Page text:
For as long as I’ve lived on Tenerife, I’ve heard about the mouflon that live in Teide National Park. Despite the fact that they are obviously very real, and friends have even seen them, I have never seen sight nor sound of one, and they have remained in my mind, a sort of Tenerife legend. Ironic then that I should find myself strolling a lakeside path in the Austrian Tyrol two weeks ago, only to stumble across several mouflon. So illusive are these island inhabitants that I had to travel half way across Europe to see one.
One of two species who are the ancestors of all modern sheep, just 11 Corsican mouflon (Ovis Musimon) were first brought to Tenerife as game for hunting in 1970 and over the course of the next 17 years, happily set about colonising their new home. It wasn’t until someone noticed that the mouflon were particularly partial to some of the park’s most prized and endangered plant species that controls were introduced. Today, there’s a plan to completely eradicate the species.
I don’t think I’ve been extremely unobservant, or unlucky, never to have seen one, the fact is mouflon are very difficult to spot which makes them also difficult to track. Timid and with a keen sense of smell, they keep well away from humans and blend easily with the type of ground they feel most at home on, lava.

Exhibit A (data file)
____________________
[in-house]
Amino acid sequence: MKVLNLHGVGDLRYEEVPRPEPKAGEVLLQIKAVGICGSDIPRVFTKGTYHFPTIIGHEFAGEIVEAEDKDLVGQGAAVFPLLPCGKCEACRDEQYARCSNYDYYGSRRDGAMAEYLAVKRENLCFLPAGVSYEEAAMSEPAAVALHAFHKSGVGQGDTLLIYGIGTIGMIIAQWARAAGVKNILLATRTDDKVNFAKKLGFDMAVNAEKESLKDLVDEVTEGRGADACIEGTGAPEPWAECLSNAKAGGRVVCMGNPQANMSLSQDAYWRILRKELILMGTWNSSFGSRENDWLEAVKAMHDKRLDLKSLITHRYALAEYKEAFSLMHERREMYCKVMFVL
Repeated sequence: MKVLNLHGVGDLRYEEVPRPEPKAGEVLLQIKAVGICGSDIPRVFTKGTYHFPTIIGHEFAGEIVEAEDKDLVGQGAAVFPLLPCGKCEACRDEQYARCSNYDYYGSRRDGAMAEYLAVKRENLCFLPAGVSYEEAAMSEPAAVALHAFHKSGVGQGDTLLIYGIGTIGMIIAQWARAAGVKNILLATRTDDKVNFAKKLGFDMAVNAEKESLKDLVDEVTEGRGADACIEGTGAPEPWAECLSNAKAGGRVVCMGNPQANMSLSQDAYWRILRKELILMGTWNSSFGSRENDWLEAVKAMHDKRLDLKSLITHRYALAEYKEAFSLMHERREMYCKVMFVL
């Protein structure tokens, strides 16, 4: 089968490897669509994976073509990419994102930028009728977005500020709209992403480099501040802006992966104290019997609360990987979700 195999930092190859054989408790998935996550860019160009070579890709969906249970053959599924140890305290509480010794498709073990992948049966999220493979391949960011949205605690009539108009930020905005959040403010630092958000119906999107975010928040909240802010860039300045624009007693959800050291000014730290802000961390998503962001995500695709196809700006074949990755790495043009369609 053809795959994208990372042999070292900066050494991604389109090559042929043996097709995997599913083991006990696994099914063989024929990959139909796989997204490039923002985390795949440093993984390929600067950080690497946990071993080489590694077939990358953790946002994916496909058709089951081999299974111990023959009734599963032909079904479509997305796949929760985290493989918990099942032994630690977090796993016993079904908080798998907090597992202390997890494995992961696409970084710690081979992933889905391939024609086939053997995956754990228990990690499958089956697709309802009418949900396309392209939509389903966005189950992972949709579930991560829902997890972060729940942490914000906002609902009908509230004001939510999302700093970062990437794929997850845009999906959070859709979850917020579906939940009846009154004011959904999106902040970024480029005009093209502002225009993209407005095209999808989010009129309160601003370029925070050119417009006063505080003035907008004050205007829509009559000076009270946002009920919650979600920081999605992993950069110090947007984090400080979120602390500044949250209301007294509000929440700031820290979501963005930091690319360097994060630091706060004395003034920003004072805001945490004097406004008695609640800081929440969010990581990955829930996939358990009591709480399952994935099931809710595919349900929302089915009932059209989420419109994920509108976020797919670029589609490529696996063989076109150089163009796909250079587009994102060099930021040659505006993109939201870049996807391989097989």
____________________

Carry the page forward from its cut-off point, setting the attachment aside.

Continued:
It’s not just their prowess at remaining hidden that makes these creatures almost mythical, they also have a bit of a look of something created for a SciFi movie. The male mouflon has splendid horns that grow almost to a complete circle and can actually pierce the animal’s back. Some of the larger specimens are particularly Jurassic in appearance.
The number of mouflon in Teide National Park is constantly monitored and an annual census is held to determine if the plan to eradicate them is working. In order to track the animals, a live mouflon is caught and fitted with a collar that has an inbuilt radio transmitter. Once released, the animal returns to the herd which enables the authorities to track the rest of the group. The mouflon in the collar is known rather unkindly as cabra Judas – the Judas goat.
From time to time, usually during May and November, walking trails within the park are closed off for random days while the authorities carry out a cull of the herds which census records now show, are in sharp decline, which means it’s even less likely that you’ll spot one on Tenerife. So if, like me, you have yet to lay eyes on a mouflon, I know a place in the Austrian Tyrol where you’re pretty much guaranteed to see one…
Category : about tenerife
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